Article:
The Supreme Court of Canada ruled that hosting a party does not make you legally liable if one of your guests drives drunk and hits somebody.
The result is a bit tragic. The dilemma the tort system has faced for a century is that it is the only close-to-adequate compensation scheme for the terribly injured (other than workplace-based first-party disability insurance), but it is supposed to be based on the fault of the defendant. But when that fault is most extreme -- drunk driving, for example -- the insurance companies claim breach of the conditions of coverage. This creates a desire to find some other insurer. The plaintiff lawyers here looked around, and found the home insurers of the party hosts.
The court was right, though. The benefit of policing our friends' liquor consumption is outweighed by the costs. A decision the other way would really be burying personal responsibility.
The way they got there wasn't too bad. The Anns framework was as useless as ever, and the Court didn't even do it right: it acted as if the issue was whether this injury was foreseeable to these hosts, but the question of duty of care surely depends on whether drunk driving accidents are, in general, foreseeable to social hosts, which they are (but surely that isn't enough). One of the good things about the Cooper revolution was that it made clear that this is not good enough. The other is that it correctly returns us to categories and analogies/distinctions. The Supreme Court made sensible distinctions between commercial liquor establishments and party hosts, including pointing to regulation and the incentive bars have to over liquor their patrons.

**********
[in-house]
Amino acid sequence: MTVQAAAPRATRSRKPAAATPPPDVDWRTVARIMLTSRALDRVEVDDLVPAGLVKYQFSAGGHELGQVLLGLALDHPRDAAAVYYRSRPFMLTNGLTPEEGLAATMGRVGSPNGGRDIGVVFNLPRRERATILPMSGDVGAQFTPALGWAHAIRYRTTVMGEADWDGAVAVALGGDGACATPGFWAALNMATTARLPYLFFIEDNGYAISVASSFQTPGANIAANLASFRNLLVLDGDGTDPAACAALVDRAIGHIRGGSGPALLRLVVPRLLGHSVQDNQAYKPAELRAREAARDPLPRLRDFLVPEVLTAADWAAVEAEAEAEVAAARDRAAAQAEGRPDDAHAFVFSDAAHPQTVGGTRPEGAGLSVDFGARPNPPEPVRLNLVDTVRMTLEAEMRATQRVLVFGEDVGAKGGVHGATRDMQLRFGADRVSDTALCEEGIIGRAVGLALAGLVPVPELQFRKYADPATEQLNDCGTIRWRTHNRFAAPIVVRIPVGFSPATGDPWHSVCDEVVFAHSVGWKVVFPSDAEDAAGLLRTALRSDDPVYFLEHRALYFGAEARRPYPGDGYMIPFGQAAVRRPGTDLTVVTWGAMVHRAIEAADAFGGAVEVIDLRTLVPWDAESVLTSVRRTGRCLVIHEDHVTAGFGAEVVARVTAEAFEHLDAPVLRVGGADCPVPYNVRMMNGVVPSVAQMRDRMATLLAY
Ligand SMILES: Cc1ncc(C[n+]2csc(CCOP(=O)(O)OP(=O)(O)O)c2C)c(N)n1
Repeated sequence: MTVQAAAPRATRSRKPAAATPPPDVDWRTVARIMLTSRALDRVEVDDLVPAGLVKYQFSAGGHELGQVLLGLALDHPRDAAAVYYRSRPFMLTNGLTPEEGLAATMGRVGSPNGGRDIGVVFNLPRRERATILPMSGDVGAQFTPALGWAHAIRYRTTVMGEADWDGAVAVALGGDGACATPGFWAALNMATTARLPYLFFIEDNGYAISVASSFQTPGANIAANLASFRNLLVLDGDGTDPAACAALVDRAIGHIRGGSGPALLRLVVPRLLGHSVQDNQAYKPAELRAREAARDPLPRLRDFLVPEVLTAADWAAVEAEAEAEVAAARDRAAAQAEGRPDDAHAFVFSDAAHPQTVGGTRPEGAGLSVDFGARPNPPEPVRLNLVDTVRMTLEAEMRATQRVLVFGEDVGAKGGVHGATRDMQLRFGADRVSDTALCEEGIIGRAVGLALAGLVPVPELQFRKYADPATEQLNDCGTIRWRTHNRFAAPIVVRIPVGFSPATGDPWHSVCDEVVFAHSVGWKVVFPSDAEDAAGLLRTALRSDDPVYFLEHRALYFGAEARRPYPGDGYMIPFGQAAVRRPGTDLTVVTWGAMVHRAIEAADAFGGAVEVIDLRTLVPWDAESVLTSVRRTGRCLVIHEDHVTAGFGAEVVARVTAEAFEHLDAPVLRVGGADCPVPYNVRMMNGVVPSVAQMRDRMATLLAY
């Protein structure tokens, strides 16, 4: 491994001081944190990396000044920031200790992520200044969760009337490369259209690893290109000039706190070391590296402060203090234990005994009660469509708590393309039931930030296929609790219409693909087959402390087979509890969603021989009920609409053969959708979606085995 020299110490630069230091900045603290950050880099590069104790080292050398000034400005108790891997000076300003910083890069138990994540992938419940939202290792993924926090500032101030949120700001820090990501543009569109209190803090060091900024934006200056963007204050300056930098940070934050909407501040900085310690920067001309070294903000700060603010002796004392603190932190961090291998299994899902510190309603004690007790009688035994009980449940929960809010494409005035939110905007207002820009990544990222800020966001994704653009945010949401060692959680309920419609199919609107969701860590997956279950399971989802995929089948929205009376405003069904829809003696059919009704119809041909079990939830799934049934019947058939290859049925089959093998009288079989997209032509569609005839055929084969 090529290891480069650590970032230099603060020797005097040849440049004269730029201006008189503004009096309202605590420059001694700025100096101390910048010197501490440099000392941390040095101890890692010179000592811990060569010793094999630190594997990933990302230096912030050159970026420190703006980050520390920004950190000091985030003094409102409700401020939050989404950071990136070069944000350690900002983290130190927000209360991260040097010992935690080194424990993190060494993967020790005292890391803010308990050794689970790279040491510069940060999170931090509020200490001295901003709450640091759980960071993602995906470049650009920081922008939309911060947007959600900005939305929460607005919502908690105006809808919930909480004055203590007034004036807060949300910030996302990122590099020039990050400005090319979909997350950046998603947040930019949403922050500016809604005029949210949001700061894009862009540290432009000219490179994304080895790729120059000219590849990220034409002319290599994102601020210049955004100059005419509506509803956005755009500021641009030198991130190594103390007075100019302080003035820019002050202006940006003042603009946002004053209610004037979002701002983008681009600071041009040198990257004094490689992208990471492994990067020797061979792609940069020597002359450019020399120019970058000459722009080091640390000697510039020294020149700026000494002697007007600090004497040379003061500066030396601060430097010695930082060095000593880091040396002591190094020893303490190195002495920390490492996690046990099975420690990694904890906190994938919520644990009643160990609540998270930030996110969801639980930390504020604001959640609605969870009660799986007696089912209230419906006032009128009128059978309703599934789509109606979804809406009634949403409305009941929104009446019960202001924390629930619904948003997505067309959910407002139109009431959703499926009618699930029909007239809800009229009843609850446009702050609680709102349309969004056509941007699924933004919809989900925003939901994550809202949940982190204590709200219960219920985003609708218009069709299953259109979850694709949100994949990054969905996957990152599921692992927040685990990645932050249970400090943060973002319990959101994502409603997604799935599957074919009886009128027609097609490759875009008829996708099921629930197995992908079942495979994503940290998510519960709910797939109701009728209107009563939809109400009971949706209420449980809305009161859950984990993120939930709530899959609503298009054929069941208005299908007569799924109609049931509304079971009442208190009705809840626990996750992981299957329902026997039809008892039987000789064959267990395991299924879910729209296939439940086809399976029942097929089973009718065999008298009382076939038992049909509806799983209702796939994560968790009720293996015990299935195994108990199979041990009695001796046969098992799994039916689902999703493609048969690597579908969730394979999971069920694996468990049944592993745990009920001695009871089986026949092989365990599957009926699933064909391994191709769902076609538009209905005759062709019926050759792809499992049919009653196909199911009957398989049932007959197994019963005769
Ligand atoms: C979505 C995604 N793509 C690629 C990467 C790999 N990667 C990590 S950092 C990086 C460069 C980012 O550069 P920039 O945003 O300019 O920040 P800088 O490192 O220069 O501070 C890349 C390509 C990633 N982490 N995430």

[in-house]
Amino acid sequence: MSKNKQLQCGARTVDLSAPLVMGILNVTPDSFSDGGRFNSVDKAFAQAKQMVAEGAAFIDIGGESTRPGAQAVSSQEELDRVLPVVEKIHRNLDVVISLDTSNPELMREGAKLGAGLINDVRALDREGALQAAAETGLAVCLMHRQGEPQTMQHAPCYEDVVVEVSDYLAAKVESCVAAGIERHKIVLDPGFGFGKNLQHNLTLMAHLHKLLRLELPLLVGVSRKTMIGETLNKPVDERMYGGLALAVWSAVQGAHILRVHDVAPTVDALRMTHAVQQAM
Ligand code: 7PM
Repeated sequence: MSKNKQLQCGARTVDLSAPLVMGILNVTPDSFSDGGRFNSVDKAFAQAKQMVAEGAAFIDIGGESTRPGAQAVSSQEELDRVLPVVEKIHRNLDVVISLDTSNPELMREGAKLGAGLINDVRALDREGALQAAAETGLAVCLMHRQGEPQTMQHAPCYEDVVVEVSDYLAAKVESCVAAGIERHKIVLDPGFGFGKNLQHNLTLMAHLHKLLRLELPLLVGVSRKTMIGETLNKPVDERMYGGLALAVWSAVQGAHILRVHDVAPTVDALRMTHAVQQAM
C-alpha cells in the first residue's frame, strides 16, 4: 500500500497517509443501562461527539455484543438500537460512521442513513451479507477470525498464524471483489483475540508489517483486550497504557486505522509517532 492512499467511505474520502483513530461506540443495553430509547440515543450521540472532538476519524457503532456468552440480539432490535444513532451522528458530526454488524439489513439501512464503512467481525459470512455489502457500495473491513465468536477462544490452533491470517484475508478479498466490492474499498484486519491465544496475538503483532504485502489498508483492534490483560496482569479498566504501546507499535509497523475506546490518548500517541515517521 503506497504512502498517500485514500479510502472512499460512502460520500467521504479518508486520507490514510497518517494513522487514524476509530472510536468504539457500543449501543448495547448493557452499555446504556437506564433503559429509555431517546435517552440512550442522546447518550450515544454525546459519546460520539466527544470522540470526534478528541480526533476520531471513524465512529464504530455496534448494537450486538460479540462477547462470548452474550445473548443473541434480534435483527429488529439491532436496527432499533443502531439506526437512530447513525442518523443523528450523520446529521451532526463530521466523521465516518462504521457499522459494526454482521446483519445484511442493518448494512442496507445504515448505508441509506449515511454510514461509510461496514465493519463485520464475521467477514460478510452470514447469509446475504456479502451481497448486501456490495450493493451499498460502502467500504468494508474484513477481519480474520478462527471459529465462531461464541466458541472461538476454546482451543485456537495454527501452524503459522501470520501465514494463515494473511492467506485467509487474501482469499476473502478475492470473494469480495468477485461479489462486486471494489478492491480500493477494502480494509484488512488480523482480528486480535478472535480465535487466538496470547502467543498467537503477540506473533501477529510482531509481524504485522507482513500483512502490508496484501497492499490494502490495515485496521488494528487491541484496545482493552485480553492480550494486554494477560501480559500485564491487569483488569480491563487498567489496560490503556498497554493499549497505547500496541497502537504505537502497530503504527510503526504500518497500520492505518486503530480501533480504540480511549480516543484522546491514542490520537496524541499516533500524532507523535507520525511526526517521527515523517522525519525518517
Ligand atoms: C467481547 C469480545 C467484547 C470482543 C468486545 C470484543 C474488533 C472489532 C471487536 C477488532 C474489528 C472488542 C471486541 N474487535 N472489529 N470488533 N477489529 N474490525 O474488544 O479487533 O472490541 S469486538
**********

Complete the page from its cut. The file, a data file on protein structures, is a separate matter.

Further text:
The people who lose here are the victims of drunk driving accidents. And they lose because we insist on tying their compensation to the tort system, instead of developing a cheaper no-fault compensation system (or, at minimum, preventing auto insurers from walking away from drunk driving liability).